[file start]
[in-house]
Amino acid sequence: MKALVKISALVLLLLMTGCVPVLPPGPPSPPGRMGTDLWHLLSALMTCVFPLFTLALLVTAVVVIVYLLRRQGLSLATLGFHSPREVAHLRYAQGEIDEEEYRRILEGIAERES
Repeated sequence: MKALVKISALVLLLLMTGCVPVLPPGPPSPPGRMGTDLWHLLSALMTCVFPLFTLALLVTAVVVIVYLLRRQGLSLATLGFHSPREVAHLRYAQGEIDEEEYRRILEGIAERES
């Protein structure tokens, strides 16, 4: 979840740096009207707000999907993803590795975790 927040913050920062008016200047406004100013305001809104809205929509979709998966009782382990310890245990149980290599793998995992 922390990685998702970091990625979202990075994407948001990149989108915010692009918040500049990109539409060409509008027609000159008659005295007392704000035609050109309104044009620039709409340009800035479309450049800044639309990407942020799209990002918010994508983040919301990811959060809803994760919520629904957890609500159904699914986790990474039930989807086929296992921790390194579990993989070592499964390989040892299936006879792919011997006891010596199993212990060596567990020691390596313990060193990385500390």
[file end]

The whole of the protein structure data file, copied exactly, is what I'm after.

[in-house]
Amino acid sequence: MKALVKISALVLLLLMTGCVPVLPPGPPSPPGRMGTDLWHLLSALMTCVFPLFTLALLVTAVVVIVYLLRRQGLSLATLGFHSPREVAHLRYAQGEIDEEEYRRILEGIAERES
Repeated sequence: MKALVKISALVLLLLMTGCVPVLPPGPPSPPGRMGTDLWHLLSALMTCVFPLFTLALLVTAVVVIVYLLRRQGLSLATLGFHSPREVAHLRYAQGEIDEEEYRRILEGIAERES
């Protein structure tokens, strides 16, 4: 979840740096009207707000999907993803590795975790 927040913050920062008016200047406004100013305001809104809205929509979709998966009782382990310890245990149980290599793998995992 922390990685998702970091990625979202990075994407948001990149989108915010692009918040500049990109539409060409509008027609000159008659005295007392704000035609050109309104044009620039709409340009800035479309450049800044639309990407942020799209990002918010994508983040919301990811959060809803994760919520629904957890609500159904699914986790990474039930989807086929296992921790390194579990993989070592499964390989040892299936006879792919011997006891010596199993212990060596567990020691390596313990060193990385500390």